Until now, you thought panic attacks were reserved for fathers-to-be in the OBGYN room or for prima donnas at their stage debut. Or sudden breakouts of sweat were the domain of diving Olympians as they viewed their ominous 1,000-foot cliff drop, or tween boys confronting their first dateâ€™s dad. Or sinking stomach sensations were felt in those terrifying moments when those dreaded sirens and swirling laser lights screeched, directly targeting you on a late Friday afternoon on your way home from work.
But, much to your chagrin and surprise, since the Friday afternoon retirement party in your honor, itâ€™s only Monday morning, and youâ€™ve already experienced the trifecta of panic attack, sweats, and sinking stomach. Whatâ€™s going on? This is supposed to be the best first day of the rest of your life â€“ the first morning when you could bask in a late breakfast in bed, savor a 2nd, or even a 3rd martini lunch, take advantage of one if those 4 pm discounted early bird special senior citizen dinners, and channel surf from one late night talk show to another without a thought of a bedtime curfew.
But alas, thatâ€™s not how you feel. In fact, itâ€™s been a month or more since that fateful â€œretirement day,â€ and itâ€™s not happening! On the contrary, youâ€™re increasingly feeling rudderless, redundant, non-essential, inconsequential, irrelevant. You seem to have lost your balance; your equilibrium has gone south; even your voice seems to have become less imposing!
Donâ€™t imagine for a minute that you are unique in all the world. Thousands of colleagues (in fact, 10,000-11,000 daily) are joining your ranks, experiencing your anxiety, and grappling with the ups and downs of retirement life. Letâ€™s examine the sources of their (and your) apprehension.
First, whether you ever realized it or not, for more than 30 years, your professional persona has been inextricably tied to your job, your career, your work. Perhaps even more than your family structure, your work defined who you were, gave meaning and purpose to your daily life, provided you with a modicum of power and prestige. Whether you were forced to relinquish that role or chose freely to walk away, you could not in any way have anticipated the psychological jolt prompted by your decision to retire.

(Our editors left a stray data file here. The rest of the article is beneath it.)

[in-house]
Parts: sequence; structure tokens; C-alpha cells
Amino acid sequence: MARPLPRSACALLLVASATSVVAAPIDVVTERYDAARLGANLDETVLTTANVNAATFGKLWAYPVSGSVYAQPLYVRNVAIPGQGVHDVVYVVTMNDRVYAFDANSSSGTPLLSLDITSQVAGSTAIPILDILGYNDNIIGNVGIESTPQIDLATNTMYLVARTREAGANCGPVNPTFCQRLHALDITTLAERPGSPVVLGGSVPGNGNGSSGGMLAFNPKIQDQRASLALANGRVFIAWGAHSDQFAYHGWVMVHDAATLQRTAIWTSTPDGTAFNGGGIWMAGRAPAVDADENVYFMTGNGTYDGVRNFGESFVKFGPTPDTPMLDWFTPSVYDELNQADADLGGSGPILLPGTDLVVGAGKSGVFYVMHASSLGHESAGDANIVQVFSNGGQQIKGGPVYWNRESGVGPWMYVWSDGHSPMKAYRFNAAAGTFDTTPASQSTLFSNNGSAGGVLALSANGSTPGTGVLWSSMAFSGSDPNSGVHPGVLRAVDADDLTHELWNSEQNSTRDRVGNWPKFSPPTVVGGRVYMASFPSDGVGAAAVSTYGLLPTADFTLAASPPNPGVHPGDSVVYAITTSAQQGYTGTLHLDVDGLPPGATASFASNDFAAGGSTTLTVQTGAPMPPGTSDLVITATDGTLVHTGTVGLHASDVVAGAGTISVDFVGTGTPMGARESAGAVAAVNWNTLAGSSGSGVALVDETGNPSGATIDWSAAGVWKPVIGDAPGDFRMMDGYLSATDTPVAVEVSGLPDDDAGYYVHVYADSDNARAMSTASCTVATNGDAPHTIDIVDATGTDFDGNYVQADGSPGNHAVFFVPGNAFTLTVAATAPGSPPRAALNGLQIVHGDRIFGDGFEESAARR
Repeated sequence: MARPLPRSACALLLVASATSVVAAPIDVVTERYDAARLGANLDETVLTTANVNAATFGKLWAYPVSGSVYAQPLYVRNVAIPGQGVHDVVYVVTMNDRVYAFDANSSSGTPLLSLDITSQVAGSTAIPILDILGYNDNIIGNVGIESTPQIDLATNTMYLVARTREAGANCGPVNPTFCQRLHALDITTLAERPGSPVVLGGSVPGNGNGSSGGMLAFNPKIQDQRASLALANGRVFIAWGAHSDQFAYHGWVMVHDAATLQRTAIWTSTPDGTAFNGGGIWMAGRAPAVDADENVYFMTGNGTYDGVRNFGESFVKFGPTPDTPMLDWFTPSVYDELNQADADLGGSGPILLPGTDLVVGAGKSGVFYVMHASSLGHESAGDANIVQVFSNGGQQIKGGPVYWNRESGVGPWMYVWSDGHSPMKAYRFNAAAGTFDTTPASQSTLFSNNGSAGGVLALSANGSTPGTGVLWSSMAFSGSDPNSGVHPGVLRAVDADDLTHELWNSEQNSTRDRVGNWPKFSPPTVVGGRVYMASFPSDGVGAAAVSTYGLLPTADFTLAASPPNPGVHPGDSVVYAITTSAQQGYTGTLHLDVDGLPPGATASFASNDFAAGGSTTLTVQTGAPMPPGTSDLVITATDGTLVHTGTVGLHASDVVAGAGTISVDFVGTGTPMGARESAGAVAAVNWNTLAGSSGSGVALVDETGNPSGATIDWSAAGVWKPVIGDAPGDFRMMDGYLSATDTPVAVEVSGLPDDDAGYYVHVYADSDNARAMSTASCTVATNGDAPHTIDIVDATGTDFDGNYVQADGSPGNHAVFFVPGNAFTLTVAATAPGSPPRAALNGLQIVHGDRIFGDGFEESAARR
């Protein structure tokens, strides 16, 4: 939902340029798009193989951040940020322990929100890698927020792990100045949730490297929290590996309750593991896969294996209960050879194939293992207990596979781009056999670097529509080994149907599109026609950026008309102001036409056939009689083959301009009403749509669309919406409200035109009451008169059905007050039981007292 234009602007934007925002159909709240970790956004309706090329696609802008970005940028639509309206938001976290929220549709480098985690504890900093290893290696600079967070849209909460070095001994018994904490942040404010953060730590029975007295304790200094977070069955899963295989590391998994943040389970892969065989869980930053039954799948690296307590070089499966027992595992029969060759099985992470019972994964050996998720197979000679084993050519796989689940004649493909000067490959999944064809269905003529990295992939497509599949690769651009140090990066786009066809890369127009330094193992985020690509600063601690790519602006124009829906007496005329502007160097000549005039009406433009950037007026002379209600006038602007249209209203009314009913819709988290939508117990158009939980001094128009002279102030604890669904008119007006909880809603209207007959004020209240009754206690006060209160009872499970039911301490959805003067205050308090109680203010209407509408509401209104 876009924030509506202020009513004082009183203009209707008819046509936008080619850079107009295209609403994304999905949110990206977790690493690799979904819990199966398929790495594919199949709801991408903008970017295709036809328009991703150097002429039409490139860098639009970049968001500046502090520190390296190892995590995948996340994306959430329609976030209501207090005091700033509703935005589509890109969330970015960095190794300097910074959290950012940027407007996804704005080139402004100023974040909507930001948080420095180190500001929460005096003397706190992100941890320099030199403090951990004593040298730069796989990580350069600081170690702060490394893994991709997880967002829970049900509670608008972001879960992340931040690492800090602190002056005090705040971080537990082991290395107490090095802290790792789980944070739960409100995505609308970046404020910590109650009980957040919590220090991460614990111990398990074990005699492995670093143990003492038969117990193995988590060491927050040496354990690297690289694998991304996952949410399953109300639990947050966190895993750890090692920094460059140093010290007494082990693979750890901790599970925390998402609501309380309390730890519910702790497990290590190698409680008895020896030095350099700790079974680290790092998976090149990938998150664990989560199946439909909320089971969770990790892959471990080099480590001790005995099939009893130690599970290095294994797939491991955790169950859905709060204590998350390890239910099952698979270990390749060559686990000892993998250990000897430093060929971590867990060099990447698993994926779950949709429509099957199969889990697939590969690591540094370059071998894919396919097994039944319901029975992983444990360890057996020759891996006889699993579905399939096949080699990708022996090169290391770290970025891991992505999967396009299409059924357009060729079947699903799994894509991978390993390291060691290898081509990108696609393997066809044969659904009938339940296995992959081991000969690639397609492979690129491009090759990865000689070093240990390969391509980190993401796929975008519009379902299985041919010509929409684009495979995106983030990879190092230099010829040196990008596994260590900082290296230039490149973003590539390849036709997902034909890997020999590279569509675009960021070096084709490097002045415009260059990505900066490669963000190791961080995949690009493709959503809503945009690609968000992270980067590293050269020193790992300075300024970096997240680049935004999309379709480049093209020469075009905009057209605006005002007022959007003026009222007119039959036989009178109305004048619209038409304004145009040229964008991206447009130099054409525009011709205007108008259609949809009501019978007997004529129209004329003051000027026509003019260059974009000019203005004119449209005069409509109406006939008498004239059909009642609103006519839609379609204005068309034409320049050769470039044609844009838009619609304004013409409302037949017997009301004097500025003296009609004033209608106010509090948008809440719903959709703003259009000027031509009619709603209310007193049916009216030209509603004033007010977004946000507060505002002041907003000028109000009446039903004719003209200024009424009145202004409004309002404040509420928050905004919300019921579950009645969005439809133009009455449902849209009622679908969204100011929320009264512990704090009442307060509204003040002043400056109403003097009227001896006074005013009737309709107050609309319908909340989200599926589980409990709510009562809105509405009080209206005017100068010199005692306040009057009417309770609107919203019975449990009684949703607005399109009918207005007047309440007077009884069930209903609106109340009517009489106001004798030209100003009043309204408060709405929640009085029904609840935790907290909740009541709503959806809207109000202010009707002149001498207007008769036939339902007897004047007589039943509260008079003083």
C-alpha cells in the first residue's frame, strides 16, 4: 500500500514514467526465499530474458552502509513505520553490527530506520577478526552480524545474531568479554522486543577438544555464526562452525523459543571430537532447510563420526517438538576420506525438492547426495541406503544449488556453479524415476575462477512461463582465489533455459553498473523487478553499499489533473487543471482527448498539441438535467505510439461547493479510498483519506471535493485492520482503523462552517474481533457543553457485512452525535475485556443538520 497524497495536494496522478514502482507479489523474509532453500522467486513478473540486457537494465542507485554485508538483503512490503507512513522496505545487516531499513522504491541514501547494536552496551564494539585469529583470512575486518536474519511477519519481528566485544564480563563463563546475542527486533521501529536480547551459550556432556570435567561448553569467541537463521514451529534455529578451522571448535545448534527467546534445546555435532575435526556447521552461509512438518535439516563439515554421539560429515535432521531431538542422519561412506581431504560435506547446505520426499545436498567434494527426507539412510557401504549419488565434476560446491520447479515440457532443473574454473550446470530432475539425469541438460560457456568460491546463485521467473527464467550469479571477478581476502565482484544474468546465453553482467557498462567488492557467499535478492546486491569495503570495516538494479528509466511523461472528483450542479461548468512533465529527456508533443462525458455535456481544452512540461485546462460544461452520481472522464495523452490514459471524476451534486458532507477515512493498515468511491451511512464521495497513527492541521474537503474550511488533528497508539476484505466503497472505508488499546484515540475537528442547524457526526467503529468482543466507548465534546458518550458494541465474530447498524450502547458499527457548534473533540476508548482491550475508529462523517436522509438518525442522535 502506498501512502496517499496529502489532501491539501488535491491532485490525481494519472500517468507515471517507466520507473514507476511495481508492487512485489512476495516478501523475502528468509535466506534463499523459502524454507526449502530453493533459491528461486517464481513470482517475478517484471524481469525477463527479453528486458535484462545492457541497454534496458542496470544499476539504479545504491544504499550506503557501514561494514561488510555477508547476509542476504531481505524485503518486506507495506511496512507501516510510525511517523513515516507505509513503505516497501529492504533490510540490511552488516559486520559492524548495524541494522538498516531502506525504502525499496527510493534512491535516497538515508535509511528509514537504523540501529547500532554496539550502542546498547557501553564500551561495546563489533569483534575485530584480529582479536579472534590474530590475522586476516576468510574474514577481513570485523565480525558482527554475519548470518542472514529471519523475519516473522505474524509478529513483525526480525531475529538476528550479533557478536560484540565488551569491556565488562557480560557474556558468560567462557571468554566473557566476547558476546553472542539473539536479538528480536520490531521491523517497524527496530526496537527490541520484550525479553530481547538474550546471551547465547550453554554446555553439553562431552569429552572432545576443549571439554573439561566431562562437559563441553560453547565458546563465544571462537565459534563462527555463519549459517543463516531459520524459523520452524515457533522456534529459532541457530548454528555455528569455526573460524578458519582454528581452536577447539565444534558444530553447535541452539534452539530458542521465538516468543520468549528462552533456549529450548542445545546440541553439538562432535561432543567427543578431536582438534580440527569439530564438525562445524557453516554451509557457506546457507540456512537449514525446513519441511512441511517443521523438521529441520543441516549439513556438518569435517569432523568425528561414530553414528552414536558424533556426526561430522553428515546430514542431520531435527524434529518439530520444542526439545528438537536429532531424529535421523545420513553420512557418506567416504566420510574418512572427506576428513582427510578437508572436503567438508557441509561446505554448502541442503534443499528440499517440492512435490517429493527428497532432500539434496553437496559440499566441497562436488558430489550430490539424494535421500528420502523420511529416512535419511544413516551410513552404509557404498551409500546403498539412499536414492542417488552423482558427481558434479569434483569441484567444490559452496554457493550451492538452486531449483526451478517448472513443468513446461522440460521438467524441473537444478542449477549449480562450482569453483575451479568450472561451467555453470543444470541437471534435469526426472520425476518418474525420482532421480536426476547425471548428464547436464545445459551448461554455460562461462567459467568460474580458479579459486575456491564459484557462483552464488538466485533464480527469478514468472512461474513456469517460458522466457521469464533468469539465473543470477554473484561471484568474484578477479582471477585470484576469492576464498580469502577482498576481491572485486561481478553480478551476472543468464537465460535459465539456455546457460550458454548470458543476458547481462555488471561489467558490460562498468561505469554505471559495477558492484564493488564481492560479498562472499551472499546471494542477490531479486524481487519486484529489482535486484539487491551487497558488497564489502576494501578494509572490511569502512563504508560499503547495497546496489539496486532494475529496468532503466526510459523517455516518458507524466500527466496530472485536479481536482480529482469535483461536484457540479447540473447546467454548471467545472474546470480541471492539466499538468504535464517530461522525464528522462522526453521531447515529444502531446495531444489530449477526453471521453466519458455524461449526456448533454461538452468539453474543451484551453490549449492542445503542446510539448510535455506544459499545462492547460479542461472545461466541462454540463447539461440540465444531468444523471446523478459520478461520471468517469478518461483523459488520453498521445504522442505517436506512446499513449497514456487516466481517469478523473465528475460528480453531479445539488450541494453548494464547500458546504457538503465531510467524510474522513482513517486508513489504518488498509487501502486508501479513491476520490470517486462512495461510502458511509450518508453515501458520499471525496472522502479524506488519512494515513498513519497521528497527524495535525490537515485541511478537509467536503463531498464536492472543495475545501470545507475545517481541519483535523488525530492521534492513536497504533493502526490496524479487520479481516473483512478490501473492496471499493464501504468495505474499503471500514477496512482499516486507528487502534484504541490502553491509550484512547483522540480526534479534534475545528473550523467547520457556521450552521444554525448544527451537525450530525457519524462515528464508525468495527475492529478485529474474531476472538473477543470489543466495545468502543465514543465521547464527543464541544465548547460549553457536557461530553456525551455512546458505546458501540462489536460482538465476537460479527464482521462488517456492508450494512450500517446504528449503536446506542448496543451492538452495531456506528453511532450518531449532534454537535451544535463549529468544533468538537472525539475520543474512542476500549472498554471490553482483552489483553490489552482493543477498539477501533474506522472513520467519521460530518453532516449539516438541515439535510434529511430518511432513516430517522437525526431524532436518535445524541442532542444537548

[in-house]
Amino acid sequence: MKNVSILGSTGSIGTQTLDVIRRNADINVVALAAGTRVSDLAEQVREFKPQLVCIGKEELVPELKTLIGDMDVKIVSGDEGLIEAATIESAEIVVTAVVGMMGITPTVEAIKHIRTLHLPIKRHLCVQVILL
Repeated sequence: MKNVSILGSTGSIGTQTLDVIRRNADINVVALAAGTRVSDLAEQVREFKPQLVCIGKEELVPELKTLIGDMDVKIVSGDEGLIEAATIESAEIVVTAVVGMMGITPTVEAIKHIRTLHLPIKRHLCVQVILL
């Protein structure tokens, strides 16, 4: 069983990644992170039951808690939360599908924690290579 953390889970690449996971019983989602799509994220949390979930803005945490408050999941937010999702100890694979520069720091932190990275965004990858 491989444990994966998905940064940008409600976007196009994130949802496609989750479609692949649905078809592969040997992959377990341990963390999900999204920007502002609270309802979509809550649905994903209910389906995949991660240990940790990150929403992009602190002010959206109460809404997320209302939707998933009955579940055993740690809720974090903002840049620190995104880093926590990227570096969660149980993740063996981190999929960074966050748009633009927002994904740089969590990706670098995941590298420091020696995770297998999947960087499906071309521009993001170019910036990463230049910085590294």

Secondly, unless you are independently wealthy, you suddenly realize that what has been a fairly lucrative reliable bi-weekly automatic-deposited salary check is no more! The tap has been tapped out, only to be replaced, in many instances, by a less substantial monthly retirement subsidy. Right now you are too rattled with panic to calmly step back to realistically assess other supplementary income streams such as your 401K, social security benefits, investments, real estate, etc.
Then thereâ€™s the whole social thing â€“ the daily cafeteria chatter and gossip and comradery that fostered life-long friendships. You never anticipated the loneliness and lack of daily companionship as by-products of your decision to retire. With whom can you now compete for fashion supremacy, for supervisor approval, for position advancement? It never dawned on you until now that you would no longer be included in the office lottery, the late Friday afternoon gathering at the local favorite cafÃ© or bar, or the Saturday morning golf game.
Itâ€™s time to put down the breathalyzer, the tranquillizers, the hot and cold towels, the Tums. The thousands of colleagues and peers who have gone before you and who are presently experiencing your own ambivalence and anxiety can assure you that help is on the way. In part two, we will share with you the strategies and successes they have deployed and experienced as they transition into what we truly believe will be your best, most productive and unabashedly enjoyable phase of your life.
About The Author
Marie Langworthyâ€™s current retirement well-lived is her best sales pitch for Shifting Gears To Your Life And Work After Retirement (2nd ed). But the wealth of career expertise well prepared her to write about how to transfer her lifeâ€™s experiences and skills to creating a meaningful retirement.
In her current retirement career, she is fulfilling her long held compulsion to write. Her new work takes the form of not only writing books, but blogging and contributing copy to client web sites. Marie is living proof that you can realize your dreamed job. But you need to more than wish it; you must will it to happen.
In her two most recent co-authored books, Shifting Gears to Your Life and Work After Retirement (2nd ed), and Shifting Gears to Your Career Working OnLine, Marie and her co-author, Carolee Duckworth, provide a specific, exciting pathway and strategy for carrying out your ultimate retirement adventure. Both authors and readers can take pride in fact that the first edition of the former title won both a Nautilus Book Award as well as a Forewordâ€™s IndieFab Winner Award.
Marie Langworthy can be reached at â€“
(Home / 860-228-1744) (Cell / 860-333-4202)